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North East bus decision could herald ‘revolution’ for passengers, says Unite

Unite | Unite

2 min read Partner content

A keynote decision to take bus services in Tyne and Wear back under council control could herald a revolution in the improvement of passenger services across the UK, Unite, the country’s largest union, said today (Tuesday 21 October).

The North East Combined Authority (NECA), made up of representatives of local councils, agreed to introduce a Quality Contracts Scheme (QCS) which could give a £272 million economic boost to the region over the next decade in terms of reduced fares, better services, less road congestion – and a reduction and freezing of the subsidies that now go to the private bus companies.

Unite national officer for passenger transport Bobby Morton said: “This could herald a revolution in the way bus services are managed and developed across the country for the benefit of passengers. For the first time, a council regulated network of buses could be established outside London since 1986.

“Unite welcomes today’s decision by NECA as it will mean that the bus operators in their current unregulated state won’t be able to cut routes and channel profits out of the region to their profit hungry shareholders.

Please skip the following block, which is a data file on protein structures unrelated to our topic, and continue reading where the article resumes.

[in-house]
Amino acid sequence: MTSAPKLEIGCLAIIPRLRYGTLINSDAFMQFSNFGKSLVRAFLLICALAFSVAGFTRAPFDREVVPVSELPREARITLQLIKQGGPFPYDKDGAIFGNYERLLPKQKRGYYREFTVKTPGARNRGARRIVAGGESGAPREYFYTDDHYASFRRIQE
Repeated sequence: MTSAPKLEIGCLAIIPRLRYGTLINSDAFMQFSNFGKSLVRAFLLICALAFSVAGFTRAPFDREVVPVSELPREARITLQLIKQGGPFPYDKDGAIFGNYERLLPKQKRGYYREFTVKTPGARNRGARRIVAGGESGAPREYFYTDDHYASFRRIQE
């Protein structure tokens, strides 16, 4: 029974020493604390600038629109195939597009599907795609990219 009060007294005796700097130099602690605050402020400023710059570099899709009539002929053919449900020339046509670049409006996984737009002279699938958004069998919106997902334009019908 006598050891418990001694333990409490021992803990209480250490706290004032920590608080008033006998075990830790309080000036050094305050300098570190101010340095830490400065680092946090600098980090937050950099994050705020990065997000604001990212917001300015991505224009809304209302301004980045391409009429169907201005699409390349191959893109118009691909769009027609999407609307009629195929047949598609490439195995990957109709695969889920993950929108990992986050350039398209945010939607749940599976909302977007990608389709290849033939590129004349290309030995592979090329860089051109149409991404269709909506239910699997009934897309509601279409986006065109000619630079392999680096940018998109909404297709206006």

“For too long a deregulated bus system has failed to deliver for passengers and bus workers.”

The QCS would see the NECA take control of local bus services through an executive, such as Transport for London, which would plan routes and frequencies, and set fares. In Tyne and Wear, it would replace the current deregulated market, in which bus companies, outside London, currently operate.

The QCS, drawn up by the Passenger Transport Executive Nexus, would allow the NECA to reinvest part of the profit buses make in Tyne and Wear in improving services and supporting the local economy.

Bobby Morton added: “As a consultee on the QCS proposal, Unite has already been working hard to make sure that a QCS delivers overall improvements for passengers and we look forward to having further opportunities to sit down and negotiate improvements for our thousands of bus workers.”

The next hurdle, stipulated by the Transport Act 2000, is for the QCS to be referred to a QCS board to see if the public interest criteria will be met. This includes whether it will increase passenger numbers and benefits, meet local policy goals and be affordable to local councils.


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